top ↑Custom Visual Effects

With RightJS it is really simple to create your own reusable visual effects, which will do exactly what you need in your application.

For example take a look at the custom build page. There is some sort of sleek progress bar, which shows you the size of the result build. This is generally a morph effect, but then it nicely changes the size number while the effect running, plus there is a fancy highlighting happens simultaneously.

You can do such things realy simple. There are two methods in every visual effect that need to be implemented prepare and render, first one gets called right before the effect runs and receives all the same arguments you send into the start method when you start the effect, and the render method is the place where you calculate and make all the changes in the element at every step, during the effect run this method will receive float numbers from 0 to 1, which you can use to calculate your current state.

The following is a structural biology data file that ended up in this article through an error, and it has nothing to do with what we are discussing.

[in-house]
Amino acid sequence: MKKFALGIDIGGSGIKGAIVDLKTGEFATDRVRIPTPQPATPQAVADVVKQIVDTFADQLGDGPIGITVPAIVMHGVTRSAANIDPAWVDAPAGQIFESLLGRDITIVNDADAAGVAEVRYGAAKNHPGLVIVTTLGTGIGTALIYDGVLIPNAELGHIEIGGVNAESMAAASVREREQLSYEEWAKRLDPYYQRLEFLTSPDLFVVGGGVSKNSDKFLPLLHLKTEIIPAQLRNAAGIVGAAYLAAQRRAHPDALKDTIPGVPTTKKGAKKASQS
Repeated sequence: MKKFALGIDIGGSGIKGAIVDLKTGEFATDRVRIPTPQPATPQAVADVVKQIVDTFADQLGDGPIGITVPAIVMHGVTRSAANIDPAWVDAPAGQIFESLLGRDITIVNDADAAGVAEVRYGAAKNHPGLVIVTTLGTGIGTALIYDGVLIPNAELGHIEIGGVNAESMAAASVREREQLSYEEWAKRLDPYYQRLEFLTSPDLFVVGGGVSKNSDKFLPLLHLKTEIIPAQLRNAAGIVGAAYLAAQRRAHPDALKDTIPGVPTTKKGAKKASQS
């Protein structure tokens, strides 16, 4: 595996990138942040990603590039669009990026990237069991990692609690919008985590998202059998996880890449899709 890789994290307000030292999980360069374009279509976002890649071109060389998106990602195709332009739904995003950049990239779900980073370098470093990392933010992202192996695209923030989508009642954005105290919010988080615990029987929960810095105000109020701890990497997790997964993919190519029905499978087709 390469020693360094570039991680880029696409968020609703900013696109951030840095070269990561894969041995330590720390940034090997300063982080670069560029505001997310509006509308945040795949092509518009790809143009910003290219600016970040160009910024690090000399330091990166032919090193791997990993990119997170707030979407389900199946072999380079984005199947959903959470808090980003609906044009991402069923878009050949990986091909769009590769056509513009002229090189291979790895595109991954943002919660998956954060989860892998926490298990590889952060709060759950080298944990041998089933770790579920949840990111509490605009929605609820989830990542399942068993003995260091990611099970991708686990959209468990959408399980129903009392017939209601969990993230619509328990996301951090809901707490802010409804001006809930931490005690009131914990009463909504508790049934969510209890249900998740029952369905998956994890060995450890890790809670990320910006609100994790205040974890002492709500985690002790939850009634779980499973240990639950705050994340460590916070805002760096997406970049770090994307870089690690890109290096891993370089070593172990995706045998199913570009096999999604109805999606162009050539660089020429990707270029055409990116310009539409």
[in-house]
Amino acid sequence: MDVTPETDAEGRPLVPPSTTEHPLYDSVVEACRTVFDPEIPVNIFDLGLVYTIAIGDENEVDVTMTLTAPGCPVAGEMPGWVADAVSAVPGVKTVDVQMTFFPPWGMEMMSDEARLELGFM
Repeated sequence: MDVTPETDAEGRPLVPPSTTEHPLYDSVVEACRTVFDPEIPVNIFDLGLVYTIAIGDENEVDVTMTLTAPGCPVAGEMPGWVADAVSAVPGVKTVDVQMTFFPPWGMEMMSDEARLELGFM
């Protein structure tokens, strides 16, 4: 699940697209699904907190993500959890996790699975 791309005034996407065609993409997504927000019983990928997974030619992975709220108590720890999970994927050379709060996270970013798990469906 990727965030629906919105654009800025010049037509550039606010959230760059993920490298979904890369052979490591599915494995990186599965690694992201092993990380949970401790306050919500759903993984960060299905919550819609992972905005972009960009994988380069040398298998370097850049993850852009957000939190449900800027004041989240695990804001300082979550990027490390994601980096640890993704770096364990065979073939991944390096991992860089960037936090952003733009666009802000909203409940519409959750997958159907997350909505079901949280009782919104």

Then you just use the exceptional OOP abilities of RightJS, inherit the basic visual effect class and add your custom code. For example that build calculator visual effect looks like that.

var CalcFx = new Class(Fx.Morph, {
prepare: function(start_size, end_size) {
this.startSize = start_size;
this.endSize = end_size;

this.element.highlight('brown', '#8A7', {queue: false});

height: $('calc-box').sizes().y * (end_size/max_size) + 'px'

render: function(delta) {
var size = this.startSize + (this.endSize - this.startSize) * delta;

$('calc-num').update((size/100).round()/10 + 'k');